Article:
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Photometric follow-up of transit surveys detections

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If you have a question about this talk, please contact Dr B.-O. Demory.

Twenty years after the first discovery of an extrasolar planet orbiting a solar-type star, the present exoplanet harvest now exceeds 1900 planets, of which over 1250 are transiting. These transiting planets are of particular interest as their special geometric configuration provides us with a unique opportunity to study their structural, orbital, and atmospheric properties. Large photometric transit surveys very often need follow-up photometry of their candidates at higher spatial/temporal resolution and higher precision to confirm new detections and determine precisely the parameters of the discovered systems. In this context, I will first present the photometric follow-up program of transit surveys that is carried out on the 0.6m TRAPPIST robotic telescope and its main results in five years of operation. I will then describe the discovery and remarkable physical properties of the WASP -121 planetary system, one of the many planetary systems co-detected with TRAPPIST . I will conclude with some results of an intensive photometric campaign aiming to probe the emission spectrum of the extreme hot Jupiter WASP -103b using TRAPPIST , and the 1.2-m Euler/EulerCam and 3.6-m CFHT /WIRCam instruments.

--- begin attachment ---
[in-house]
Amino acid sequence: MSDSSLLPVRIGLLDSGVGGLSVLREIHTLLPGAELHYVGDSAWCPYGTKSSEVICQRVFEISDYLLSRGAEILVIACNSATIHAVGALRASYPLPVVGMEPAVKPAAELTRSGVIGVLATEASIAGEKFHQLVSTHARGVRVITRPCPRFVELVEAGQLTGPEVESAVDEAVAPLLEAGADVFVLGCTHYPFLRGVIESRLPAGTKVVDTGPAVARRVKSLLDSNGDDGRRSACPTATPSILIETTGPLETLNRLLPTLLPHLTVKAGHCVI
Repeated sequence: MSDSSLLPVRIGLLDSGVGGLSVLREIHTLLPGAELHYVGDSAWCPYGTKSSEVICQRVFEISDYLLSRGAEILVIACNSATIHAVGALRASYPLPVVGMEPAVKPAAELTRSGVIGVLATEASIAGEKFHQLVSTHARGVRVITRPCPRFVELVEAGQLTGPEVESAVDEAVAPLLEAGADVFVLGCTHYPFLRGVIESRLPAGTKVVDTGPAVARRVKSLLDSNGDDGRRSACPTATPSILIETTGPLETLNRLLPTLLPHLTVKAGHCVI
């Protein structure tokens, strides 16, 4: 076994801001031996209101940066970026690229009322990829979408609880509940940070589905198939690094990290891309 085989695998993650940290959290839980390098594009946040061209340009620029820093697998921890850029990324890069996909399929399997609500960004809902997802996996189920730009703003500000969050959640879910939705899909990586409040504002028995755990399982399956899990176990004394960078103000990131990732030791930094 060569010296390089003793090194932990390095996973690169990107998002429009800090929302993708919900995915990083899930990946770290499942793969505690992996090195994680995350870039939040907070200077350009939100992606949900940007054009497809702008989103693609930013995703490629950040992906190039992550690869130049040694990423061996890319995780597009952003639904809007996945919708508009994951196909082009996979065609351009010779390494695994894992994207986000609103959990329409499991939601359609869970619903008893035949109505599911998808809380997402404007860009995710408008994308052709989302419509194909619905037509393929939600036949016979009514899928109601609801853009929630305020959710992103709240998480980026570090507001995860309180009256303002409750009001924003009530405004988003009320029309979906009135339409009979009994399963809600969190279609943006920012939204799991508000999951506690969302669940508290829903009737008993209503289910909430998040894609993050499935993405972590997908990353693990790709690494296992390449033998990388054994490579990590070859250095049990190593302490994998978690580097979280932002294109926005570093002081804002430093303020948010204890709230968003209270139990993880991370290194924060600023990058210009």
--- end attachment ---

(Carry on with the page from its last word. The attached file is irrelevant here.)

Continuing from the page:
This talk is part of the Exoplanet Meetings series.

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